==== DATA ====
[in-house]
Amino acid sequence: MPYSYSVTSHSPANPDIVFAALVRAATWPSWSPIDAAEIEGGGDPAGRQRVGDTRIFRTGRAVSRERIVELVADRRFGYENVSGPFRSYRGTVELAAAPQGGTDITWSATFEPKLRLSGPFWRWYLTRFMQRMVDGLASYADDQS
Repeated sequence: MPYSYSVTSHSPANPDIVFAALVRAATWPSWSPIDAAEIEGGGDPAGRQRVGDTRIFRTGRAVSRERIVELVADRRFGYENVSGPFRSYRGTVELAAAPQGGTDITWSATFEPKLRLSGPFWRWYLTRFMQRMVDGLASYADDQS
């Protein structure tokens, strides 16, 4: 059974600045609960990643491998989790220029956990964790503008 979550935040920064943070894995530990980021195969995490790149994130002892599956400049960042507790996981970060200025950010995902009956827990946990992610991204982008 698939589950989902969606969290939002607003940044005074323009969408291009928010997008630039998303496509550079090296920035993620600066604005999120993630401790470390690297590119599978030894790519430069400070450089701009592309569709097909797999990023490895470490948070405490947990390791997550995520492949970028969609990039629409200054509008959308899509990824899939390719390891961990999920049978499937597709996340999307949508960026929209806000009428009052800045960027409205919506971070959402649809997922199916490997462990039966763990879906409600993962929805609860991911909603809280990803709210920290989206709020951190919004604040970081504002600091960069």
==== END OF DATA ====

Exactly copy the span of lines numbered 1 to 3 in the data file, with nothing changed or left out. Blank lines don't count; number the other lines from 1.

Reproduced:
[in-house]
Amino acid sequence: MPYSYSVTSHSPANPDIVFAALVRAATWPSWSPIDAAEIEGGGDPAGRQRVGDTRIFRTGRAVSRERIVELVADRRFGYENVSGPFRSYRGTVELAAAPQGGTDITWSATFEPKLRLSGPFWRWYLTRFMQRMVDGLASYADDQS
Repeated sequence: MPYSYSVTSHSPANPDIVFAALVRAATWPSWSPIDAAEIEGGGDPAGRQRVGDTRIFRTGRAVSRERIVELVADRRFGYENVSGPFRSYRGTVELAAAPQGGTDITWSATFEPKLRLSGPFWRWYLTRFMQRMVDGLASYADDQS